Now, it's these same personality factors which incidentally make for excellent employees. Particularly in the "white collar" type of jobs. Perhaps what underlies Catherine Hakim's Preference Theory, is that when given a genuine choice, women will choose life pathways that correspond best with their personality.

One of the blog commentators (and I'm sorry I can't remember who they were) gave an opinion that with increasing wealth in a society, women will assume greater roles in that society. Perhaps great push for female liberation beginning at the end of the 19th Century came about because women who were "stressed" in their domestic existence saw opportunities arise which allowed them to escape their depressing home lives. Now I need to stress, that many of these women were probably not motivated by malice towards men or hatred of the West, rather they simply and slowly were going mad at home and wanted to preserve their sanity. Their personalities weren't suited to domesticity and keeping them domestic made them miserable.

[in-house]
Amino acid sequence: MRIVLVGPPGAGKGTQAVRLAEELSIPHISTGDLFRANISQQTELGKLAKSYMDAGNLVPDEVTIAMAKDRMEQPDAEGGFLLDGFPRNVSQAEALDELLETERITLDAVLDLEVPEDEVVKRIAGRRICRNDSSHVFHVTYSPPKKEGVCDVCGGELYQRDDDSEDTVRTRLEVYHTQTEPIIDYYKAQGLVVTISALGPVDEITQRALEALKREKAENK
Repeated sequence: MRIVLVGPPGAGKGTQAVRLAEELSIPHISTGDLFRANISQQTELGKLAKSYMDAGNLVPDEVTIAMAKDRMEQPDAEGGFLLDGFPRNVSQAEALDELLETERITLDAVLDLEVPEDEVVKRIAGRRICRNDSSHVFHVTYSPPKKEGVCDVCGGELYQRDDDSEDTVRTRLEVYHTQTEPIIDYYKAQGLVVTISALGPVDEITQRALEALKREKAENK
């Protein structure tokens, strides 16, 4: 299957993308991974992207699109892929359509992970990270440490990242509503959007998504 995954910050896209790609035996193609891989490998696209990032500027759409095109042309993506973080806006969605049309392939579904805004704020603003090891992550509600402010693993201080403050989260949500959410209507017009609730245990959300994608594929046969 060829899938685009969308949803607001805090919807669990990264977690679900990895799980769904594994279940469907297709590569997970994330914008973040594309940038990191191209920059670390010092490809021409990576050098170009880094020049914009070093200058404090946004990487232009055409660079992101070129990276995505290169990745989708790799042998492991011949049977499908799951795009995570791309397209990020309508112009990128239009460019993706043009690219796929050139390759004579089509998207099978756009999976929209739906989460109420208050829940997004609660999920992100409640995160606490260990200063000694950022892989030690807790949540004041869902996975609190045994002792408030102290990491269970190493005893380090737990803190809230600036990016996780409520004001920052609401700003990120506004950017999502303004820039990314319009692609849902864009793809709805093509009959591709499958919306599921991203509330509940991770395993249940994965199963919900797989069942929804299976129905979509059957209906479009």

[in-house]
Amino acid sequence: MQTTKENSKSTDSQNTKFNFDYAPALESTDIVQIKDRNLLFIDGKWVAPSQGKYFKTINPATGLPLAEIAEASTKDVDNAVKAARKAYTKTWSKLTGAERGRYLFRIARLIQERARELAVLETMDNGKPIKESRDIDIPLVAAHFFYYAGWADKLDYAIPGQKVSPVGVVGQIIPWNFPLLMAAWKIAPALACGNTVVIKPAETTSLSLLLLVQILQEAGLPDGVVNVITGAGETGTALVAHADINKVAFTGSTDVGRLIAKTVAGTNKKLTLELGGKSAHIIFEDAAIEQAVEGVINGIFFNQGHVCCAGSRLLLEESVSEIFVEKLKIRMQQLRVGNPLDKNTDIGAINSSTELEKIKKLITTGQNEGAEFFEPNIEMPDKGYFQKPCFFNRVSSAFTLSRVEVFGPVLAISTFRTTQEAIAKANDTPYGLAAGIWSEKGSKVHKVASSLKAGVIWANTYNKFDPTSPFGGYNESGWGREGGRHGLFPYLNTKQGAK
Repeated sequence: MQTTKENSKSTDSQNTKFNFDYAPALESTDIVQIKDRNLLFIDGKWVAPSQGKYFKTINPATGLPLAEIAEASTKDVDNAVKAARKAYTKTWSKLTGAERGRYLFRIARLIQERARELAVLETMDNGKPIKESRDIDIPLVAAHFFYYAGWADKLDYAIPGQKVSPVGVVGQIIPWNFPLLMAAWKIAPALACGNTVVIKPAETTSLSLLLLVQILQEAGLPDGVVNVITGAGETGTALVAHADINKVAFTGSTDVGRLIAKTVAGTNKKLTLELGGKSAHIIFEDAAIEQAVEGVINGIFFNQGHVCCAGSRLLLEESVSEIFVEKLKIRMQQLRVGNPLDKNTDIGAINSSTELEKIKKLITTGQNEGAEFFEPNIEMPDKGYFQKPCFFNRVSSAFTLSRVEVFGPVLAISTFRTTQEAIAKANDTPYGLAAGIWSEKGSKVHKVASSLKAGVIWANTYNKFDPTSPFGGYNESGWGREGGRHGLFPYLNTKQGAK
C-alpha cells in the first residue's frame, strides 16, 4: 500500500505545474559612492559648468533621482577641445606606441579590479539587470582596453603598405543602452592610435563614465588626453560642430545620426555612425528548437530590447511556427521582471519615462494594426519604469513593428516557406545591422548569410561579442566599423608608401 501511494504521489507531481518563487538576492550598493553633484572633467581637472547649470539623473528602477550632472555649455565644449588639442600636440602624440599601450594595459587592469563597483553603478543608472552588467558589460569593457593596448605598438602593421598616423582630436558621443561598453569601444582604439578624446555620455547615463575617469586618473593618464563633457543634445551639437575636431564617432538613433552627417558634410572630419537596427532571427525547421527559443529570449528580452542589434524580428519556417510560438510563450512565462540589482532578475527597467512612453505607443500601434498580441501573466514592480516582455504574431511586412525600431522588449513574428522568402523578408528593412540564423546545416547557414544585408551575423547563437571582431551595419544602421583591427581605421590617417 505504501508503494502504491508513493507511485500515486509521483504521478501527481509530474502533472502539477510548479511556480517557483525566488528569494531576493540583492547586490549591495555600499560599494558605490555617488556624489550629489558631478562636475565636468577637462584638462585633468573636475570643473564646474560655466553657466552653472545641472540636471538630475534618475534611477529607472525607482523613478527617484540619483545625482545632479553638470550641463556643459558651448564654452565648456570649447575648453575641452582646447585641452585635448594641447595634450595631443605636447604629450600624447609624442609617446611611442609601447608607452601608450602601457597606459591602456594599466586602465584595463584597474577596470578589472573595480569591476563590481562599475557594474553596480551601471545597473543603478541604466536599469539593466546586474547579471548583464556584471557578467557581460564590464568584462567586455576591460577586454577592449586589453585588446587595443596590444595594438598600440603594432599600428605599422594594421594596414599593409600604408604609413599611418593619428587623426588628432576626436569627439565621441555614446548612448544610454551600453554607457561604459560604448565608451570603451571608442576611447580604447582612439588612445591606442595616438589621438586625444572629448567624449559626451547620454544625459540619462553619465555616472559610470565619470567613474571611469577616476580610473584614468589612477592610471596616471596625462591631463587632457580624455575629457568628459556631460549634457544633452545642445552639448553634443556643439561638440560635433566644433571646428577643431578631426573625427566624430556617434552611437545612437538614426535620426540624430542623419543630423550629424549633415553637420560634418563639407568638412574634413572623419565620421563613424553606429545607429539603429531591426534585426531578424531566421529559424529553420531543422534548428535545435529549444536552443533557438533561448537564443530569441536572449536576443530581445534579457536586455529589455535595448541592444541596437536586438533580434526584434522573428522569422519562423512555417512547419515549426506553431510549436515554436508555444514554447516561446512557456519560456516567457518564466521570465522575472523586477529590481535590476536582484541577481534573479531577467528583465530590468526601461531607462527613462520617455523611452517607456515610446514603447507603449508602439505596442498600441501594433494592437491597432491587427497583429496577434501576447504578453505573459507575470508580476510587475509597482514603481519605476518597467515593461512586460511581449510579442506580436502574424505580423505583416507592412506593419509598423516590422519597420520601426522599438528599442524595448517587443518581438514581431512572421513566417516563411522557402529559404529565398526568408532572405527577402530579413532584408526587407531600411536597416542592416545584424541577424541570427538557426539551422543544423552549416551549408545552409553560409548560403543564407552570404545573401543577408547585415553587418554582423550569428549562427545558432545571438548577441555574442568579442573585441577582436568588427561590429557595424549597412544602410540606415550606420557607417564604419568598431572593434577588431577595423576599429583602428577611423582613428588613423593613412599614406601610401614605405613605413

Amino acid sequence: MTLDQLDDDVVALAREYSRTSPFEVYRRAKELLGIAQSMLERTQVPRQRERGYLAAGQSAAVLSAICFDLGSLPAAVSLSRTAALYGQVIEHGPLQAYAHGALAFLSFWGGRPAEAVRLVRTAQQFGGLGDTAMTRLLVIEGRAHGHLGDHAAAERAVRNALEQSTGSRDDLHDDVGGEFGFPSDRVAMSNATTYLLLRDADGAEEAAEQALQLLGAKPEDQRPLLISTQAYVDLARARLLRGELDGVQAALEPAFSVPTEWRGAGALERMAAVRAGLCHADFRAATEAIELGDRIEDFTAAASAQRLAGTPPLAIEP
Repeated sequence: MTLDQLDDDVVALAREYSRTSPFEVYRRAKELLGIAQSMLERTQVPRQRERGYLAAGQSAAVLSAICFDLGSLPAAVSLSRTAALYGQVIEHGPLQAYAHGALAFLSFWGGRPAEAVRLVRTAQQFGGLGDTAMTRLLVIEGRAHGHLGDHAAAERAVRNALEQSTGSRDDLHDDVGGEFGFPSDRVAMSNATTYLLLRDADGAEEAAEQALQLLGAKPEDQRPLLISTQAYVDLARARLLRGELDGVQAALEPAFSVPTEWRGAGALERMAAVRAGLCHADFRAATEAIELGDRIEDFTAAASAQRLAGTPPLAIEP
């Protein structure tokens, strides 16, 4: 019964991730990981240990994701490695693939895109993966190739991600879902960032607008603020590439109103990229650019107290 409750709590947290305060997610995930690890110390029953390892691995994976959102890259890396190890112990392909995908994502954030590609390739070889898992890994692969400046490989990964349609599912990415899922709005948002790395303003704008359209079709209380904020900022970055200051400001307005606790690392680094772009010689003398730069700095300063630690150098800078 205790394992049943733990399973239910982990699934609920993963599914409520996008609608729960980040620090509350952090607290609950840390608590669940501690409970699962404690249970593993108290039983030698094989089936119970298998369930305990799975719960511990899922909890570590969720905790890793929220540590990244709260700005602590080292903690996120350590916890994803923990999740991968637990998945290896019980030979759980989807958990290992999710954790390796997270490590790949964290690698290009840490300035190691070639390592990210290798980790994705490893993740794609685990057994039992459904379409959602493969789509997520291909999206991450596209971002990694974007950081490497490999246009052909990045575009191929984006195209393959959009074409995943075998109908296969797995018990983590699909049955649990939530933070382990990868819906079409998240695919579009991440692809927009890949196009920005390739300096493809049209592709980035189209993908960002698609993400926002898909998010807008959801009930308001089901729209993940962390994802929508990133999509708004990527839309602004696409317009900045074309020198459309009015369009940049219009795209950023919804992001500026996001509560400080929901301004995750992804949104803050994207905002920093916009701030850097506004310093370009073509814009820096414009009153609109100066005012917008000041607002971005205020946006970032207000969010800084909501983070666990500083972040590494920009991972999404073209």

Or course women who were quite happy in their domesticity or motherhood were perplexed by the response of these women to their circumstances. How could a woman be unhappy with a good husband, material wealth and good children? Clearly there was something wrong with her, she must be a bad and selfish mother went their reasoning. She was bad because she was not toeing the line. The traditionalists and many of the religious agreed. The only group that offered them a sympathetic ear were the radical. Guess who became their friends?

Indeed, after a hundred or so years of mainstream feminism it's interesting to see how the shoe's on the other foot. Now its women who don't work who are deemed as having something wrong with them by the large cohort of feminist women in the work place. Women who choose to stay at home are called brain dead, chained to the sink, breeders etc. The sting is felt by lots of stay-at-home mums who feel that they haven't accomplished much by staying at home and raising the kids.